Date of Award

Spring 6-2020

Degree Type


Degree Name

Doctorate of Philosophy (PhD) in Education


College of Education, Doctoral Program

First Advisor

Jason Goulah

Second Advisor

Gonzalo Obelleiro

Third Advisor

William Ayers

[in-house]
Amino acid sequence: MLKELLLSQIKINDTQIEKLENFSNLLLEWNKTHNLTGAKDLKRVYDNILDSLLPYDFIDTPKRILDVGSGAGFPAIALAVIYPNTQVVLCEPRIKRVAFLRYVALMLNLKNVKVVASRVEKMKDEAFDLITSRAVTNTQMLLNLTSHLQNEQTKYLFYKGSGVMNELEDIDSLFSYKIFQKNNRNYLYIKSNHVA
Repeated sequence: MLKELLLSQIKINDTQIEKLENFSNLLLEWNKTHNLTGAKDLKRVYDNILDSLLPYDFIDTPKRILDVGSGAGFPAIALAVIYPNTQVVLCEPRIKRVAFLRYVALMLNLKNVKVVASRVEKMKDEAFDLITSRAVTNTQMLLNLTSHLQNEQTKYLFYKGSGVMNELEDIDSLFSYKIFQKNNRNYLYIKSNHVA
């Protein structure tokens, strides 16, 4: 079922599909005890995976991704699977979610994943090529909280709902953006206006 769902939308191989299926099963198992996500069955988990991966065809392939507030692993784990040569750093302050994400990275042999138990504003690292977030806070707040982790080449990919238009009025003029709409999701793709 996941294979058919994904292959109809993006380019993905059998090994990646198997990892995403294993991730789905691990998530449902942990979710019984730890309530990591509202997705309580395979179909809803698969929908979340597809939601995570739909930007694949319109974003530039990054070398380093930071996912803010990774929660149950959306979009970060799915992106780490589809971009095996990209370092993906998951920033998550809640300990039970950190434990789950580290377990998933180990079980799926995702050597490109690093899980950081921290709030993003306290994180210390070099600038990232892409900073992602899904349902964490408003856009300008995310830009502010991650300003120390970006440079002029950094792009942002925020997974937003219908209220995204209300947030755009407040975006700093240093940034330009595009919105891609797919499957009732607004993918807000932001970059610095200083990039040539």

The struggle to provide all children with an equitable education remains one of the most concerning and significant social, political, and moral problems in our nation. Although neoliberal accountability reform efforts have been set in place to alleviate such gaps, inequalities persist and disproportionately affect historically marginalized groups. This dissertation in curriculum studies aims to understand the perspectives of Latina teachers, an underrepresented group both in teaching and in educational research, on the effects of neoliberal accountability measures. This qualitative, multisite instrumental case study was guided by the following research questions: 1) When thinking about education under the effects of neoliberal politics, how do Latina teachers who work in a charter school conceive the purpose of education? 2) How do these teachers describe their experiences teaching in a charter school in the context of neoliberal accountability politics? 3) How is their identity implicated in the teaching process? and 4) Do these teachers subscribe to educational philosophies resonant with those of John Dewey and Tsunesaburo Makiguchi? To answer these questions, six Latina teachers were interviewed regarding their experiences within the Midwest Charter Network. Teachers’ responses and public documents were analyzed using critical theory, Dewey’s Democratic Education, and Makiguchi’s Value-Creating Education as theoretical lens. Five main themes emerged: 1) personal identity shaped aspects of these teachers’ philosophies of education, curricula, and pedagogy, 2) teachers share common epistemologies resonant with the educational philosophies of Dewey and Makiguchi using social inequalities as a lens, 3) teachers have positive experiences working within their schools, 4) however, also experience personal conflict with neoliberal accountability measures, and 5) the student-teacher relationship is critical in the growth and learning process. This research has theoretical and practical significance. These findings challenge the neoliberal discourse surrounding teacher roles by recognizing the complex ways identity, beliefs, and context shape these six teachers’ teaching experience. This study finds that these teachers do not just see their role as presenting a curriculum, but as intellectual practitioners charged with and committed to improving the lives of students. While these teachers understand the expectations of accountability, they practice agency and negotiate their own autonomy to provide a democratic and value-creating environment for their students. These teachers are not subordinate to neoliberal understanding of education but are able to re-imagine education’s potential in the lives of students to resist these notions and actively work against them.